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Bringing a Bit of Ireland to Japan

Entrepreneur Alan Fisher shares his passion for Irish culture with people in Japan through his restaurant.

Step into Kyojin no Stewhouse (The Giant’s Stewhouse) on Tokyo’s Togoshi Ginza shopping street and you’ll find a celebration of Irish culture lining the walls. When you sit down to order, the staff brings you both a menu and a folder with bilingual explanations about those wall decorations.

More than a restaurant, Kyojin no Stewhouse is the home base for owner Alan Fisher’s personal mission. The two-meter-tall Irishman says he started the restaurant and his overarching Kyojin brand to “help Japanese people connect with Ireland and its culture. There really isn’t much knowledge about Irish culture here, and I wanted to do something about that.”

Fisher’s path to restaurateur was guided by chance. He came to Japan in 2008 as part of an Irish government scheme called the FAS (Foras Áiseanna Saothair, Training and Employment Authority) Overseas Sponsorship Programme, which helped Irish graduates find employment at Japanese and Chinese companies. He was eager to work in a country where English was not the native language and to experience a different way of life. His father’s stories about Japanese culture and history had already sparked his interest in Japan at an early age.

With a master’s degree in commerce and marketing, Fisher found work in international sales for a large Japanese software company. He spent six years there, often acting as a liaison between Japanese engineers and overseas clients. “It was a good opportunity for me to gain international experience, but it was stressful too,” he says.
That stress prompted Fisher to leave the company in 2014. As he contemplated the next bend in his path, Fisher started brainstorming options. “I love cooking and sharing Irish culture, so is there something I can do around these things?” he recounts. “I wanted to bring passion into my work life.”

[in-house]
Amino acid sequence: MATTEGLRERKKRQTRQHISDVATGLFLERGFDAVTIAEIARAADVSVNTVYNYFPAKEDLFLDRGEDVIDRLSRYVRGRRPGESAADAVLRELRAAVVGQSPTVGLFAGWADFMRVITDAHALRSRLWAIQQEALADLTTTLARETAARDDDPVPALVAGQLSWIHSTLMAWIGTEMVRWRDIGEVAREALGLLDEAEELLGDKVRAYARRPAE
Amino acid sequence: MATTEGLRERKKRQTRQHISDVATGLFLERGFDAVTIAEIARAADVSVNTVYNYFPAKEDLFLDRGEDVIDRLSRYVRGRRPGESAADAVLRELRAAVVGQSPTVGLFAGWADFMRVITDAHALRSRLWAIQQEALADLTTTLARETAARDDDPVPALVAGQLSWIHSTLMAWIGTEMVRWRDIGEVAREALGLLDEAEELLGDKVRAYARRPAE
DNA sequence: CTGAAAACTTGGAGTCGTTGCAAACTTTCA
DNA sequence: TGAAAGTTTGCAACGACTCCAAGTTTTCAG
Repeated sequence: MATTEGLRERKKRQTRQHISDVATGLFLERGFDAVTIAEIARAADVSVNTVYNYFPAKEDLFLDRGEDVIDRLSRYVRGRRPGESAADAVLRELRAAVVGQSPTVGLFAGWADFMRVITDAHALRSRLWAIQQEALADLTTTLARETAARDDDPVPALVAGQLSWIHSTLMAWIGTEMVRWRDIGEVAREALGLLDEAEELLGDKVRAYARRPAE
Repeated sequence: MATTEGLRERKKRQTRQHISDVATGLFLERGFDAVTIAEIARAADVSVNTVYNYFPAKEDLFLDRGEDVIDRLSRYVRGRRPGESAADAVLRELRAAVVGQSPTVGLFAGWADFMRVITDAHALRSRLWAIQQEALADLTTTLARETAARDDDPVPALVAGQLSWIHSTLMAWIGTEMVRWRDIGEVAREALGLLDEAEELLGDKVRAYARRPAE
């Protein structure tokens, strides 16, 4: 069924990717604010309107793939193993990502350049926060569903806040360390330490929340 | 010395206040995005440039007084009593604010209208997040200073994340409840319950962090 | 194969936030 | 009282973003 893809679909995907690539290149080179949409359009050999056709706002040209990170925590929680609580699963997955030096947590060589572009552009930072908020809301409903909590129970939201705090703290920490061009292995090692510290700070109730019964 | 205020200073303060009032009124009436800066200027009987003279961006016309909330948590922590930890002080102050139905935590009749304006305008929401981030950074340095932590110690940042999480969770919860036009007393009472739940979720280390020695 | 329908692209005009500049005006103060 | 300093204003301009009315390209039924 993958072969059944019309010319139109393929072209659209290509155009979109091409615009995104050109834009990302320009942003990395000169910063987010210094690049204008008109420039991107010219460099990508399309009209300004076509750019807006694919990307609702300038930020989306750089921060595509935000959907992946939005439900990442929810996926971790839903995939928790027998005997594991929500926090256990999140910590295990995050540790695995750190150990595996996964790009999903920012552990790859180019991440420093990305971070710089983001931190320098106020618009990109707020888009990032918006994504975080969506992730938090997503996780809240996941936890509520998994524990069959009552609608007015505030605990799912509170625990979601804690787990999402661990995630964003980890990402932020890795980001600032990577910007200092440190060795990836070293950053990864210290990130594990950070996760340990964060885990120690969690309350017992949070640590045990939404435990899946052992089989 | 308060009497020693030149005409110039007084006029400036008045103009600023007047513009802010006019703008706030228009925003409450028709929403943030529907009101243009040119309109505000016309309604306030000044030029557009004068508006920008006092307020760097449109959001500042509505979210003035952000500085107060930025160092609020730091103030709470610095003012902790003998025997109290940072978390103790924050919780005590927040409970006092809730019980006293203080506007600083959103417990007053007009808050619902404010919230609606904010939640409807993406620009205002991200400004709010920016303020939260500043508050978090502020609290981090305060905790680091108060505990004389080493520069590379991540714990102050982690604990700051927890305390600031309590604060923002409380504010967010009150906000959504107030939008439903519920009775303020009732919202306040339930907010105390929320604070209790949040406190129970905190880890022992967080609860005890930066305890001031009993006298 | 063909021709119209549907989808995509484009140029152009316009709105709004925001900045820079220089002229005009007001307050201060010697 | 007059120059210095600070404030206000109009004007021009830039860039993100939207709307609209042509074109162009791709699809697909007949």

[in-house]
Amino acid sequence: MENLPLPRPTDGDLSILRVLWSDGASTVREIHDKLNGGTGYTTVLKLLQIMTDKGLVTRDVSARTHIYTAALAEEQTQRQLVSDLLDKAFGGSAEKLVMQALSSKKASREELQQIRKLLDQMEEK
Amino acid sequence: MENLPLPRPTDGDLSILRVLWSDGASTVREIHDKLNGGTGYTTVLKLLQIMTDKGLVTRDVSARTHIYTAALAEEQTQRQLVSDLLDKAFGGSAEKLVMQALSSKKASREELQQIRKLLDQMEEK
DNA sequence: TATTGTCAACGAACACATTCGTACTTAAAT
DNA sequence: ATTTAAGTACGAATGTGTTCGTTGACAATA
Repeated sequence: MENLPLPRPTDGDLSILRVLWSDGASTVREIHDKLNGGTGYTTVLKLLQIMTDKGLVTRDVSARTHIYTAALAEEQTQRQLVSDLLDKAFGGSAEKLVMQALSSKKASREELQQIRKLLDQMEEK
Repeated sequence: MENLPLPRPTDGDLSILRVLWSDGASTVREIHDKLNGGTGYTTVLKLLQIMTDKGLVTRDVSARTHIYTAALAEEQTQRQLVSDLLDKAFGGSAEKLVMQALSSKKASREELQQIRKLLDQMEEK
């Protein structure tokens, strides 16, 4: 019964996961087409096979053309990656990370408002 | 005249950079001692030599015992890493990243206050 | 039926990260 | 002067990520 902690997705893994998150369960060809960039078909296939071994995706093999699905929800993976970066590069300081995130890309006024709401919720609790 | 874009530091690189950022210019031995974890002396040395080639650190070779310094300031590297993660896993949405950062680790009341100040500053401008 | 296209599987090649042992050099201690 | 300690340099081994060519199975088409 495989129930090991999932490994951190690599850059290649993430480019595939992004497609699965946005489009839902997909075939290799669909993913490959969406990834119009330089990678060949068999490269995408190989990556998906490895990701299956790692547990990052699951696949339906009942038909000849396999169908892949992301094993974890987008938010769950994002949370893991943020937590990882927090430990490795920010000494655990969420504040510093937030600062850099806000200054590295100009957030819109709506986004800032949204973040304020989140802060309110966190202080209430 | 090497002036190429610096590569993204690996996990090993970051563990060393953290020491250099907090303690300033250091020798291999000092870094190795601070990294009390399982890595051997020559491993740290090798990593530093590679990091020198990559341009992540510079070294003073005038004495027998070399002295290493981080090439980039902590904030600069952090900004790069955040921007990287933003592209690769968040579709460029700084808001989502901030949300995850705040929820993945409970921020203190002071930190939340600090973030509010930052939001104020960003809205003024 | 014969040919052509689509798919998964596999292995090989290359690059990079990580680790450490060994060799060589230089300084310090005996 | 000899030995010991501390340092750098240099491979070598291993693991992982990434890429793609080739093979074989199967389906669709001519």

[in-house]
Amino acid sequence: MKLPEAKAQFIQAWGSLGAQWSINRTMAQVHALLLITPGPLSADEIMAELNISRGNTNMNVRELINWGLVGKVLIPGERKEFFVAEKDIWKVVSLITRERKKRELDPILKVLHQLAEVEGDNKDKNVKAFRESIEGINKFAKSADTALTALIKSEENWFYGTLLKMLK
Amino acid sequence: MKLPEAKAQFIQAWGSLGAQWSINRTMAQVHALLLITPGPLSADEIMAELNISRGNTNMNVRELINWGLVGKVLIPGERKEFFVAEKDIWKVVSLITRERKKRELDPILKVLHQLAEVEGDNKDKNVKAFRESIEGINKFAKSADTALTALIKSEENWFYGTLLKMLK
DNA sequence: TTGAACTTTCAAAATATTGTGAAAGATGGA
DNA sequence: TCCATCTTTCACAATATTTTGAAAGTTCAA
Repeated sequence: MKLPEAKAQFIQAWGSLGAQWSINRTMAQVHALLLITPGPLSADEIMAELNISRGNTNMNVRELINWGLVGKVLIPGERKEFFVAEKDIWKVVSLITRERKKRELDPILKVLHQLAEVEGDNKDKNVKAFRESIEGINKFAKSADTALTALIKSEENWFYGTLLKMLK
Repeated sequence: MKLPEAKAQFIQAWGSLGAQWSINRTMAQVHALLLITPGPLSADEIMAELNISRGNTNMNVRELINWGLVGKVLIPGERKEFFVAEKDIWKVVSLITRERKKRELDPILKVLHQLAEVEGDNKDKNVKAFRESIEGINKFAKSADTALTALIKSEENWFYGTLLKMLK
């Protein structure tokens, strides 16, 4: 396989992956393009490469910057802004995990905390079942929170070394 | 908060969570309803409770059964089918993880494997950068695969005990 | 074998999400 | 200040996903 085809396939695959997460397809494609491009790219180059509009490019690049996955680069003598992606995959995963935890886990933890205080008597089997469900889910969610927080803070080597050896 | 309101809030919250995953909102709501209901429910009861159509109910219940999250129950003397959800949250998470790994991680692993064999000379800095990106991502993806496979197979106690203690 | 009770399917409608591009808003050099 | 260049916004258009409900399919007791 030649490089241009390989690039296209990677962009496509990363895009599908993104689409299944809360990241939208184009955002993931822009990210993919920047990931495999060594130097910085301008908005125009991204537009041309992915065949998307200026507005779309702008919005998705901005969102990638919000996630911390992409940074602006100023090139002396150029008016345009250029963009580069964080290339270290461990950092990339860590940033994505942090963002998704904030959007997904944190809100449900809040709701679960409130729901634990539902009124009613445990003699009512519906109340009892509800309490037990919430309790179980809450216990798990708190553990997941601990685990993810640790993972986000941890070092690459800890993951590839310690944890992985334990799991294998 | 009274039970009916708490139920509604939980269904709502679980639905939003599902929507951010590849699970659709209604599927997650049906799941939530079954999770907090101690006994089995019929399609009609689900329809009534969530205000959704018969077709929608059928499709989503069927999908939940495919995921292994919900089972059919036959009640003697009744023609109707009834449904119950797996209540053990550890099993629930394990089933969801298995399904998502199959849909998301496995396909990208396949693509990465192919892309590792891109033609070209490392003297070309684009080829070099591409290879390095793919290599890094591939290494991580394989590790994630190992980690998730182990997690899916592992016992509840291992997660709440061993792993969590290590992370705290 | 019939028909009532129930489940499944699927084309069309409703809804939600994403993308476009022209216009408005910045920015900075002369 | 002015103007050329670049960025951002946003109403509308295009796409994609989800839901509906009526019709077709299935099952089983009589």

The Kyojin brand concept was Fisher’s answer, and he decided to open the restaurant in 2014 as the first step. After scouting various locations around Tokyo, Fisher and his wife were enchanted by the friendly environment of the Togoshi Ginza shopping district, and found a space to launch Kyojin no Stewhouse. “The idea was to use food as a doorway to share Irish culture,” he explains. “There are plenty of Japanese-run Irish pubs in Japan, but they don’t really offer Irish food.”

To fill this culinary void, Fisher decided to offer traditional Irish soups, stews and bread. He started off with familiar favorites—his mother’s recipes. “I spent the first six months practicing her recipes every week. I think my wife was sick of stew by the end of it!” Fisher even flew his mother to Japan so she could gauge his progress.

Some three and a half years later, Fisher is pleased with the restaurant’s success and is already working on the next phases of his concept. One involves writing a series of novels in both English and Japanese to introduce Irish fairy tales, and the other is an import business for high-quality Irish products, such as beer and cheese.

Fisher stays in constant motion. “I don’t really have any days off,” he admits. “It’s the hardest work I’ve ever done. But I’m passionate about what I do, and it’s either succeed or die trying,” he says with a laugh.

This Irish “giant” is connecting his homeland with Japan, one bowl of stew and fairy tale at a time.